It’s off to explore Oslo today. Luckily there’s a bike path that takes us straight into the city, along one marina after the other, bar a small detour at the end due to roadworks. It’s clear that team Oslo love a good boat! It’s the first time we’ve had the bikes out and it’s a glorious, blue sky day.
We arrive at the top of Karl Johans Gate, the main boulevard, just below the royal palace gardens and work our way down the undulating walkway. From the top, it looks a bit like a ski run.
Karl Johans Gate, named for the King of Norway and Sweden (1818 – 44), is clearly the place to be – in a city of only 648,000, over 100,000 walk its path daily. Most, like us, are tourists but there are also locals, students and a surprisingly large number of beggars. The latter present in all forms, the men either sitting with a begging bowl, or playing an instrument; the women walking in groups thrusting a publication in front of people asking for money. I’m not sure what it’s about, they give me a wide berth. Perhaps I’ve perfected my “don’t fuck with me” look.
As befits a main boulevard, there are many street performers. Very popular are those painted in gold or silver, pretending to be statues, posing with tourists. In a side park a bubble artist has kids enthralled whilst clowns make balloon animals for the little ones.
The architecture is quite varied, many periods are represented and it’s all quite beautiful. My favourites are the older, more ornate buildings which, despite their ornate appearance, still maintain a Scandinavian simplicity. Restaurants and cafes spill out into the street and it’s clear that everyone is taking advantage of the good weather.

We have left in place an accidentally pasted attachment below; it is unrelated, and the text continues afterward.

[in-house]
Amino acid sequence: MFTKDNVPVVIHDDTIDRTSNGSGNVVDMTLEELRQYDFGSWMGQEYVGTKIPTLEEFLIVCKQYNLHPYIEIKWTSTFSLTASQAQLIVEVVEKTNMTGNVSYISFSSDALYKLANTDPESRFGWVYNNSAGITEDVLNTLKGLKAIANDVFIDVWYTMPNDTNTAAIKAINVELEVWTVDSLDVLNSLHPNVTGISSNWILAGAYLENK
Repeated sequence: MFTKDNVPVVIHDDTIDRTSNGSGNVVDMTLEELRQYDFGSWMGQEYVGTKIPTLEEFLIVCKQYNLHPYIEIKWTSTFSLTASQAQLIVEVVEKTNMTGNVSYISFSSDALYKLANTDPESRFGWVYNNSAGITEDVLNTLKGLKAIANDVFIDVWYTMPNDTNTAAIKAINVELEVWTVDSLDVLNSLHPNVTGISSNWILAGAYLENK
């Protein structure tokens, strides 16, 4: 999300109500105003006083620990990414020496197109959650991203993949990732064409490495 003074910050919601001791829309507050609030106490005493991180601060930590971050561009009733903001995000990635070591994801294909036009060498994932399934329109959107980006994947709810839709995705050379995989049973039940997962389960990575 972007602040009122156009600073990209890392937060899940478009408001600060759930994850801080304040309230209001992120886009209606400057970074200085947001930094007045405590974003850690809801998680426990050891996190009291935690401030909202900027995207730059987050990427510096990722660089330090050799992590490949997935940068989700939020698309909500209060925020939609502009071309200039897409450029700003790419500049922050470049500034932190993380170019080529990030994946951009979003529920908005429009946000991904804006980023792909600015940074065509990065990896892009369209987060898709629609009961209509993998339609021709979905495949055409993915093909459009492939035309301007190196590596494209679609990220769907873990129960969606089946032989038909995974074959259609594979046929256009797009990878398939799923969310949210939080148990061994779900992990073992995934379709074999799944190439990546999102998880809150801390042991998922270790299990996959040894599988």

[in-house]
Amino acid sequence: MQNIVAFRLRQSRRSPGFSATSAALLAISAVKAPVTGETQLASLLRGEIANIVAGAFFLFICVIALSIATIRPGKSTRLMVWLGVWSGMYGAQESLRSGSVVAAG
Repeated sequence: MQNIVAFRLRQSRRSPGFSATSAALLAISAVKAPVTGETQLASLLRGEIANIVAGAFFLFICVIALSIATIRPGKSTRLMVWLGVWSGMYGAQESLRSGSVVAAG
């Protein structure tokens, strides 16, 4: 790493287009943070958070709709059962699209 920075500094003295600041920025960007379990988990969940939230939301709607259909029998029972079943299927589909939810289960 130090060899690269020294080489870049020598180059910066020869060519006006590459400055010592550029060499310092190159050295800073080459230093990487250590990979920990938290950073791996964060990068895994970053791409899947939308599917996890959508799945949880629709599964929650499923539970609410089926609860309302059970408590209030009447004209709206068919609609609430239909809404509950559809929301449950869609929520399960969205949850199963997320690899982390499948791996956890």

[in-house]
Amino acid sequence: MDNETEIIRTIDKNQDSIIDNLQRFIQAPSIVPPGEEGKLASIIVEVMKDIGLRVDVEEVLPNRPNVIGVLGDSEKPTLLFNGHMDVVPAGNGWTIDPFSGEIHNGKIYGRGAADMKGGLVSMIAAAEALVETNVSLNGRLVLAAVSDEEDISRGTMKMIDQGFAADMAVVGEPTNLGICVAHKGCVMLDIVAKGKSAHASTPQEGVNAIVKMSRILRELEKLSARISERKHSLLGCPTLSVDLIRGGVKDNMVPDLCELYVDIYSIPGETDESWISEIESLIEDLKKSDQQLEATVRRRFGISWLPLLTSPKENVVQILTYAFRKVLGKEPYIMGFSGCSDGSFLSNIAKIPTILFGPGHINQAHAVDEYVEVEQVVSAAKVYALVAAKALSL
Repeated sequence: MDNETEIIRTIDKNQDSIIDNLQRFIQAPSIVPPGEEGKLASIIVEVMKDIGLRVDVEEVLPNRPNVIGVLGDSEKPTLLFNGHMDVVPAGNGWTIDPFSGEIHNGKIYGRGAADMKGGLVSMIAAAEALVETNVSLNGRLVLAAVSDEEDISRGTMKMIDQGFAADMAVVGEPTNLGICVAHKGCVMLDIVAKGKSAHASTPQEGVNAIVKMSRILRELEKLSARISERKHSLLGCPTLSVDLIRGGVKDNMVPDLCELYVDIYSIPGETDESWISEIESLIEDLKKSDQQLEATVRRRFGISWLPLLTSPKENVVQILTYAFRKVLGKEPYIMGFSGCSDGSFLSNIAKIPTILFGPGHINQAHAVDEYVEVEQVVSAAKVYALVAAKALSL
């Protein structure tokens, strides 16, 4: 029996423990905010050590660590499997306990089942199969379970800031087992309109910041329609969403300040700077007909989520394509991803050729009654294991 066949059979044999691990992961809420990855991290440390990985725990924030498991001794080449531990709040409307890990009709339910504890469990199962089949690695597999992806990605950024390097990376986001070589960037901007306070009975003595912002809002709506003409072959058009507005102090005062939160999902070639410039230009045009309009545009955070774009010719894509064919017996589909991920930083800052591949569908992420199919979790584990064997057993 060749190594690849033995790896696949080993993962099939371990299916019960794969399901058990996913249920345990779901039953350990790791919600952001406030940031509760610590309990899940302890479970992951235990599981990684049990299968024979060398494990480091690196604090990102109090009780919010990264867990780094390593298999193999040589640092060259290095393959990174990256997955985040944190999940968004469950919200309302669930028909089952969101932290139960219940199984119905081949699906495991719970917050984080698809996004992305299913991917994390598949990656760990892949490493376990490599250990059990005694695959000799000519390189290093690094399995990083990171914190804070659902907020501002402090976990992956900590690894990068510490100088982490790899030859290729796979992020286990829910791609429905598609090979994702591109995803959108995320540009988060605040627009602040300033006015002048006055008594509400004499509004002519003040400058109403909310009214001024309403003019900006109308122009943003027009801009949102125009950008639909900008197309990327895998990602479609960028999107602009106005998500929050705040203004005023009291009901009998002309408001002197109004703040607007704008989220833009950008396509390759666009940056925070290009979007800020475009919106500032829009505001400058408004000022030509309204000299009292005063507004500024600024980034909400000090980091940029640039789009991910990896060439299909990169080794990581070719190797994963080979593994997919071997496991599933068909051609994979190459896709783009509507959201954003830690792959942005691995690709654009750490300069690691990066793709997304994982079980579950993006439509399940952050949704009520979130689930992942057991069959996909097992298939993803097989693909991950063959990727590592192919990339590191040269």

We stop for lunch at an Italian restaurant at the end of the boulevard where the pasta proves excellent, as does the wine. The pricing is a bit odd, I can’t quite work out the logic. My glass of wine for example, cost the same as my meal. Luckily for us the use of English is widespread and the menu is in both languages. Although with an Italian menu, we would probably manage with the Italian names.
Lunch sorted we head down the harbour to view the opera house, a modern architectural masterpiece in glass, blond wood and white stone, set on the water. It’s very dramatic, as befits a performance space. The exterior can be scaled by a series of escalating inclines leading you to the roof and a great view over the city. The interior forms curves in blond wood, a softness that contrasts the stark white and glass. Quite a lovely building. I also make friends with a little pom-pom who’s out for a bike ride in her own special basket festooned with flowers. Little pet.
We attempt a visit to the main church, but it’s closed for a few hours yet, and instead meander back up the boulevard to the palace gardens snapping pics here and there, especially of the flower markets in full bloom.
The Palace Slottet was built by King Karl Johans in the 1800s. Painted in pale yellow it forms an imposing focal point at the top of the boulevard. Whilst a series of liveried guards march the entrances, the surrounding Slottsparken royal gardens are open to the public at all times.
Slottsparken is gloriously grassed and lushly green with well established trees. It features a Queen’s garden with a calm pond and handsome ducks. Historical pictures of the royal family are dotted throughout the garden featuring winter, when the garden is unrecognisable under a blanket of snow.
We join the picnic crew and rest for a while before making our way back to the marina on our bikes. The frikadellar were such a hit last time that we’re making them again, this time accompanied by pickled red cabbage with bacon and apple, and new potatoes with dill. I think we’re getting the hang of living Scandinavian style!
It’s still a gloriously bright day late into the evening, time enough for cocktails, and lounging about in the sun. It’s still full daylight at 9, 10, 11. By 12 it’s barely twilight and it stays this way until 2 am when I finally crash. Love all this daylight at night, but could do with a little more darkness in the morning!